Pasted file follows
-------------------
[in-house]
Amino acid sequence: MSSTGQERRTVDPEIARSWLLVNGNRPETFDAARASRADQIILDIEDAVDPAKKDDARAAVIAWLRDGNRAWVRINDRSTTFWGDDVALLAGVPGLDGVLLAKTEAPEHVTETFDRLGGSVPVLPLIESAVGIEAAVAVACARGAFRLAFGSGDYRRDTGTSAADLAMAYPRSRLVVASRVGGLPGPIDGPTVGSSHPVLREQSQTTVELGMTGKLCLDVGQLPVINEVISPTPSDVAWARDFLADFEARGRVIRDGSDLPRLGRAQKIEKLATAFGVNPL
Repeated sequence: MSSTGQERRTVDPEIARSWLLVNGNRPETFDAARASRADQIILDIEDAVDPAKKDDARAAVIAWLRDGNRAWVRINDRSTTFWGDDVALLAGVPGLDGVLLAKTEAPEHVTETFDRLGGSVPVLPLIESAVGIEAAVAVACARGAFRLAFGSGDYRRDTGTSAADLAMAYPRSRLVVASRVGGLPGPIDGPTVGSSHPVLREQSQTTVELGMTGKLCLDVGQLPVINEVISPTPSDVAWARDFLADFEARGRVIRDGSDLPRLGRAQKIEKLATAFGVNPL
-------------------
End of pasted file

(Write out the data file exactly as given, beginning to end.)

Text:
[in-house]
Amino acid sequence: MSSTGQERRTVDPEIARSWLLVNGNRPETFDAARASRADQIILDIEDAVDPAKKDDARAAVIAWLRDGNRAWVRINDRSTTFWGDDVALLAGVPGLDGVLLAKTEAPEHVTETFDRLGGSVPVLPLIESAVGIEAAVAVACARGAFRLAFGSGDYRRDTGTSAADLAMAYPRSRLVVASRVGGLPGPIDGPTVGSSHPVLREQSQTTVELGMTGKLCLDVGQLPVINEVISPTPSDVAWARDFLADFEARGRVIRDGSDLPRLGRAQKIEKLATAFGVNPL
Repeated sequence: MSSTGQERRTVDPEIARSWLLVNGNRPETFDAARASRADQIILDIEDAVDPAKKDDARAAVIAWLRDGNRAWVRINDRSTTFWGDDVALLAGVPGLDGVLLAKTEAPEHVTETFDRLGGSVPVLPLIESAVGIEAAVAVACARGAFRLAFGSGDYRRDTGTSAADLAMAYPRSRLVVASRVGGLPGPIDGPTVGSSHPVLREQSQTTVELGMTGKLCLDVGQLPVINEVISPTPSDVAWARDFLADFEARGRVIRDGSDLPRLGRAQKIEKLATAFGVNPL